Skip to comments.Law puts renters' status off-limits
Posted on 10/12/2007 10:12:06 AM PDT by South40
SACRAMENTO California has become the first state in the nation to prohibit local governments from forcing landlords to check the immigration status of tenants.
Gov. Arnold Schwarzenegger has signed landmark legislation that was drafted as a direct response to an Escondido ordinance quickly abandoned that would have required landlords to prove their tenants were legal residents. We need to be assured that landlords cannot be compelled by local government to compile dossiers and become de facto immigration police, said Ron Kingston, who helped craft the state legislation on behalf of the Apartment Association of Southern California Cities.
Under the measure, cities and counties cannot pass laws requiring landlords to collect any information about the residency status of tenants or applicants. The new law, which takes effect Jan. 1, also prohibits landlords from collecting that information independently.
The legislation was backed by an unusual alliance of business groups, immigrant rights activists and civil libertarians.
Local officials in California and across the nation have expressed frustration over the federal government's inability to control the flow of illegal immigrants. Some cities, like Escondido, have attempted to take matters into their own hands.
Schwarzenegger spokesman Francisco Castillo said the governor understands the emotions but still believes that local and state governments should not be forced to assume the responsibility of the federal government.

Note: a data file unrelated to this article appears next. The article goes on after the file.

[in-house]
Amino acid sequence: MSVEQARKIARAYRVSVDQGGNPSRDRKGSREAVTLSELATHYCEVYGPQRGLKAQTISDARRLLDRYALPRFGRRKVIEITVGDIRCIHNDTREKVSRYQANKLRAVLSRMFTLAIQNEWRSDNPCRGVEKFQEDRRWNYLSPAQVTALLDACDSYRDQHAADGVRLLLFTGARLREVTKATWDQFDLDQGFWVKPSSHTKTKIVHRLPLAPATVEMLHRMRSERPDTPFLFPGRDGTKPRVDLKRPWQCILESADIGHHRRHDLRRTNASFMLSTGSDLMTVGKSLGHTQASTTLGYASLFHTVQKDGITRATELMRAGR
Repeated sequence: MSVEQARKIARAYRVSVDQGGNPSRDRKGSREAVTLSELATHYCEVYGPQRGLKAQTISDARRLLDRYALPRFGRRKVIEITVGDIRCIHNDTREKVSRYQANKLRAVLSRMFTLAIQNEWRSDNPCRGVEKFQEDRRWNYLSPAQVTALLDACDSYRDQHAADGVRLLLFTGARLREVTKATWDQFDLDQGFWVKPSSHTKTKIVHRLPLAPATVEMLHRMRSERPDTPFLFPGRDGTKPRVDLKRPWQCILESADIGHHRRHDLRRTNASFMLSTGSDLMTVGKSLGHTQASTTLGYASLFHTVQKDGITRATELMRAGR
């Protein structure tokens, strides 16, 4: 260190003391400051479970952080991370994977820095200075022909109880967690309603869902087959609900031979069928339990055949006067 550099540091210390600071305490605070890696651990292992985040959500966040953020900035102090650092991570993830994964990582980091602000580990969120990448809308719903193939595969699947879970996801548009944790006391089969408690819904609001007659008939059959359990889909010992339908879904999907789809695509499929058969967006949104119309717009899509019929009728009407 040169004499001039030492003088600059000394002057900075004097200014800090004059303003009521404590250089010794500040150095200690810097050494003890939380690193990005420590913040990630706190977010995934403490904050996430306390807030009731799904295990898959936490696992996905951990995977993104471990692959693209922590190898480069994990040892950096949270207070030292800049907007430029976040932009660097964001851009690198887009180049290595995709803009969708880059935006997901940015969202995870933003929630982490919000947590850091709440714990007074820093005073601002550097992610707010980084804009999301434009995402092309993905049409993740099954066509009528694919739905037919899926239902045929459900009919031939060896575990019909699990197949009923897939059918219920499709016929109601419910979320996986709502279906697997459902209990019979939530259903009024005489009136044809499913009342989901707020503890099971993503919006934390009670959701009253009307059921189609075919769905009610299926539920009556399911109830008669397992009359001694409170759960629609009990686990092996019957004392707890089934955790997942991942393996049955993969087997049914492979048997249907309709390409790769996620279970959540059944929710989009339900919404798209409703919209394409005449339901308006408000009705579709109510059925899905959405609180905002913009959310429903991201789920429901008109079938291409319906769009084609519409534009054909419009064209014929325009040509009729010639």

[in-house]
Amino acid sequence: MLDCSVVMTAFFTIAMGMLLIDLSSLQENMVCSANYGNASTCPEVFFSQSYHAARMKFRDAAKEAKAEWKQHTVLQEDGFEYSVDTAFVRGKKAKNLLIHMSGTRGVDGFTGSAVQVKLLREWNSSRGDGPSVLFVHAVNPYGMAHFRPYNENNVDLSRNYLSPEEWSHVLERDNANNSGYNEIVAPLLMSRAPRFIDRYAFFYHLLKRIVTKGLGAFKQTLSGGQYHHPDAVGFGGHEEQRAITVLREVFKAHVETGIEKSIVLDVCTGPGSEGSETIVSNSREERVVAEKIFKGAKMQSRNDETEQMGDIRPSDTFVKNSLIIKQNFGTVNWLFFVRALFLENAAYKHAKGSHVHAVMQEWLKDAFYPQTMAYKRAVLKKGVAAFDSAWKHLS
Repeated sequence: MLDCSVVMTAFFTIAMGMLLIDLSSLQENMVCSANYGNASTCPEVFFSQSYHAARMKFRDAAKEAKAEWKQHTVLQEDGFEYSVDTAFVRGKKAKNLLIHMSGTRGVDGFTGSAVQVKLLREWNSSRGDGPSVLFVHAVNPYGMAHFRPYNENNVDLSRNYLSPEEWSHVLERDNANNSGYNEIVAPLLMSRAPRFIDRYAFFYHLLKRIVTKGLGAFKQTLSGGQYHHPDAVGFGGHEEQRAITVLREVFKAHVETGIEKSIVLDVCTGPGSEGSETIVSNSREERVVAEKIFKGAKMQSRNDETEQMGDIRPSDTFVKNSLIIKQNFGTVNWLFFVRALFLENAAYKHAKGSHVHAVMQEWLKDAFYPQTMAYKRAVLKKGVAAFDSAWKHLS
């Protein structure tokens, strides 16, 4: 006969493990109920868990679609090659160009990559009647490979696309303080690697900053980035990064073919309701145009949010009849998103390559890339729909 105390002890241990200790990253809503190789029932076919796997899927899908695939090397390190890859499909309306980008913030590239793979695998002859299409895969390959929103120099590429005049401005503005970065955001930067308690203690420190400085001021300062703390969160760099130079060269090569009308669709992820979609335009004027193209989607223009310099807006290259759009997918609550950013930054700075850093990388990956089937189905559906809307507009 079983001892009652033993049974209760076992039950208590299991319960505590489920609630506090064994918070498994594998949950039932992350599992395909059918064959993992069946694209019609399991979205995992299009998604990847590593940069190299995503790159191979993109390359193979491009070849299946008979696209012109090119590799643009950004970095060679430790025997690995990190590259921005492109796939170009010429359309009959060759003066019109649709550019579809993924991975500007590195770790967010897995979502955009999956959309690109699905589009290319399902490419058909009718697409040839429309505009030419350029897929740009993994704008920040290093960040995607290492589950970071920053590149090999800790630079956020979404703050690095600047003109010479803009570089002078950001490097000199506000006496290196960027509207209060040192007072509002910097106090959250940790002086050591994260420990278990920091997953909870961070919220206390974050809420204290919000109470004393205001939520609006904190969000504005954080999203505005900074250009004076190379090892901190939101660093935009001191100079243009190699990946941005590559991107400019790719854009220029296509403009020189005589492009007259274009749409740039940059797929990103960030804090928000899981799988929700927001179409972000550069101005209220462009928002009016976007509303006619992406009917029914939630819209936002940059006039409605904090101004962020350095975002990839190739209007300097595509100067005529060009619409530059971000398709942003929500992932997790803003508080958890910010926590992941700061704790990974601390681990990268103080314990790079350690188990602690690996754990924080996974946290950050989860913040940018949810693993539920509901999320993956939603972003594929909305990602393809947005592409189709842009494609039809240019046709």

Assemblyman Charles Calderon, who carried Assembly Bill 976, said the governor's support will help soothe some hard feelings among Latinos, given Schwarzenegger's position on issues such as support for extending the border fence and opposing driver's licenses for illegal immigrants.
He signed it for all the right reasons, but it raises his standing significantly, said Calderon, a Whittier Democrat. It gives him a shield if he has to veto some of the other controversial bills. It's a big plus for him.
Some Escondido officials criticized the governor and lawmakers who approved the bill.
I think sometimes legislators sit around trying to figure out what they can do to win political bonus points, said Marie Waldron, the member of the Escondido City Council who proposed the ordinance last year.
I guess if they had to pass a law saying we can't do it, that means we were doing something legal originally, Waldron said.
Mayor Lori Holt Pfeiler, who opposed the city's ordinance, said Congress must step in.
Just like I thought the city of Escondido can't successfully be involved in immigration enforcement or immigration laws, I don't think the state of California can, either, Pfeiler said. It really is a federal issue. The federal government needs to solve these issues.
In Escondido, where Latinos make up 42 percent of the residents, the City Council adopted an ordinance in October 2006 forcing landlords to prove the legal status of tenants and applicants. Undocumented tenants would have been evicted within 10 business days. Landlords who did not comply would have faced fines and suspension of their business licenses.
Escondido withdrew its ordinance in December under legal pressure from landlords and immigrant activists. Federal Judge John A. Houston had issued a temporary restraining order against Escondido, saying the city was trying to step into the shoes of the state and federal government.
Similar local laws have been enacted in other states, but most have been challenged as an unconstitutional invasion into federal jurisdiction.
In one closely watched case, a federal court in Pennsylvania struck down several attempts by the city of Hazelton to impose checks for legal residency.